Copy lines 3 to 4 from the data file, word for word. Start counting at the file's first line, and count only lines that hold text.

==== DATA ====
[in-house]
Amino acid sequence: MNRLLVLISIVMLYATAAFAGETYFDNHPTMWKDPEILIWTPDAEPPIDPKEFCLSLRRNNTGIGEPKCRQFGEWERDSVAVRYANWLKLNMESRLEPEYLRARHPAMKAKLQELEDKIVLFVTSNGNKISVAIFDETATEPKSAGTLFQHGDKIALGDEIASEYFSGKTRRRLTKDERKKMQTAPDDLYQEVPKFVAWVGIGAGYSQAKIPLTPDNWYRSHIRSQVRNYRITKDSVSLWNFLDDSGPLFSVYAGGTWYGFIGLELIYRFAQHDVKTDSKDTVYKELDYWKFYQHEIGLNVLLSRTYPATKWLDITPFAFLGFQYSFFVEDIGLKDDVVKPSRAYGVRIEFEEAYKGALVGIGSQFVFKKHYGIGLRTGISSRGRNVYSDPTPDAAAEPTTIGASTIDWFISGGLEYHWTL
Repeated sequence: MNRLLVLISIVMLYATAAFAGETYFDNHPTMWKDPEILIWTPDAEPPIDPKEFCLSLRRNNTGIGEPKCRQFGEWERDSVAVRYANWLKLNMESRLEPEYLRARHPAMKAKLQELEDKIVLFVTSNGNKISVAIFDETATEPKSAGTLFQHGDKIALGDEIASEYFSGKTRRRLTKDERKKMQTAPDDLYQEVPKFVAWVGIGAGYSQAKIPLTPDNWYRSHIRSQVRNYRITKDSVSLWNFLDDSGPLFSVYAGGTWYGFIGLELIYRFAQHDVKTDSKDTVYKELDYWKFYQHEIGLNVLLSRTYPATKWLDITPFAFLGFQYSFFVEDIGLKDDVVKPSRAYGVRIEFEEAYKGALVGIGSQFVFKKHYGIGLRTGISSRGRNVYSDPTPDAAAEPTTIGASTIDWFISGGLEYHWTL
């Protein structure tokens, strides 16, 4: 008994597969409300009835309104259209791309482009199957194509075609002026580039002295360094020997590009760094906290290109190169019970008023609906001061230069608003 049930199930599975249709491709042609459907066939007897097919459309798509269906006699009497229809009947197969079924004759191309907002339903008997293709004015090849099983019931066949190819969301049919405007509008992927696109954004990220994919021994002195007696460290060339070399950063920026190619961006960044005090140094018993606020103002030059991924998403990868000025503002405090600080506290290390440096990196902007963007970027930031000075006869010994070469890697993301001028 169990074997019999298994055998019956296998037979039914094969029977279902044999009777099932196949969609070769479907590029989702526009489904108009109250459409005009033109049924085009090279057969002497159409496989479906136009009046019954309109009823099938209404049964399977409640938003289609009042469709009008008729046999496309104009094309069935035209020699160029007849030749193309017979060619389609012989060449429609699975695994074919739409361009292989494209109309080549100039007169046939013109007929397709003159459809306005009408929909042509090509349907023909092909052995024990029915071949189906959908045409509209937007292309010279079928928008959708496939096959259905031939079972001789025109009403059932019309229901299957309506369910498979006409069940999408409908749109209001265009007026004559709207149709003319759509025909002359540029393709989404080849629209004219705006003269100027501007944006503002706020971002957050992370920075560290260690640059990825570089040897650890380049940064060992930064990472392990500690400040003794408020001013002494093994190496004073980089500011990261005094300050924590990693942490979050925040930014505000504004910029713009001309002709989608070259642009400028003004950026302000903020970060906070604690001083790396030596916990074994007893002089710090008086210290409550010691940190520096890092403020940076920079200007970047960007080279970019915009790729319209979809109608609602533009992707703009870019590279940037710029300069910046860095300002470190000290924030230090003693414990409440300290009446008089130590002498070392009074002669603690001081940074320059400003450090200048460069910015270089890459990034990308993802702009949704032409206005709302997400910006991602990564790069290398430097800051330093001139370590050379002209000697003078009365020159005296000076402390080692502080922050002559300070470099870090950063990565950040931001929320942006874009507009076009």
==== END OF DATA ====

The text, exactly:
Repeated sequence: MNRLLVLISIVMLYATAAFAGETYFDNHPTMWKDPEILIWTPDAEPPIDPKEFCLSLRRNNTGIGEPKCRQFGEWERDSVAVRYANWLKLNMESRLEPEYLRARHPAMKAKLQELEDKIVLFVTSNGNKISVAIFDETATEPKSAGTLFQHGDKIALGDEIASEYFSGKTRRRLTKDERKKMQTAPDDLYQEVPKFVAWVGIGAGYSQAKIPLTPDNWYRSHIRSQVRNYRITKDSVSLWNFLDDSGPLFSVYAGGTWYGFIGLELIYRFAQHDVKTDSKDTVYKELDYWKFYQHEIGLNVLLSRTYPATKWLDITPFAFLGFQYSFFVEDIGLKDDVVKPSRAYGVRIEFEEAYKGALVGIGSQFVFKKHYGIGLRTGISSRGRNVYSDPTPDAAAEPTTIGASTIDWFISGGLEYHWTL
């Protein structure tokens, strides 16, 4: 008994597969409300009835309104259209791309482009199957194509075609002026580039002295360094020997590009760094906290290109190169019970008023609906001061230069608003 049930199930599975249709491709042609459907066939007897097919459309798509269906006699009497229809009947197969079924004759191309907002339903008997293709004015090849099983019931066949190819969301049919405007509008992927696109954004990220994919021994002195007696460290060339070399950063920026190619961006960044005090140094018993606020103002030059991924998403990868000025503002405090600080506290290390440096990196902007963007970027930031000075006869010994070469890697993301001028 169990074997019999298994055998019956296998037979039914094969029977279902044999009777099932196949969609070769479907590029989702526009489904108009109250459409005009033109049924085009090279057969002497159409496989479906136009009046019954309109009823099938209404049964399977409640938003289609009042469709009008008729046999496309104009094309069935035209020699160029007849030749193309017979060619389609012989060449429609699975695994074919739409361009292989494209109309080549100039007169046939013109007929397709003159459809306005009408929909042509090509349907023909092909052995024990029915071949189906959908045409509209937007292309010279079928928008959708496939096959259905031939079972001789025109009403059932019309229901299957309506369910498979006409069940999408409908749109209001265009007026004559709207149709003319759509025909002359540029393709989404080849629209004219705006003269100027501007944006503002706020971002957050992370920075560290260690640059990825570089040897650890380049940064060992930064990472392990500690400040003794408020001013002494093994190496004073980089500011990261005094300050924590990693942490979050925040930014505000504004910029713009001309002709989608070259642009400028003004950026302000903020970060906070604690001083790396030596916990074994007893002089710090008086210290409550010691940190520096890092403020940076920079200007970047960007080279970019915009790729319209979809109608609602533009992707703009870019590279940037710029300069910046860095300002470190000290924030230090003693414990409440300290009446008089130590002498070392009074002669603690001081940074320059400003450090200048460069910015270089890459990034990308993802702009949704032409206005709302997400910006991602990564790069290398430097800051330093001139370590050379002209000697003078009365020159005296000076402390080692502080922050002559300070470099870090950063990565950040931001929320942006874009507009076009």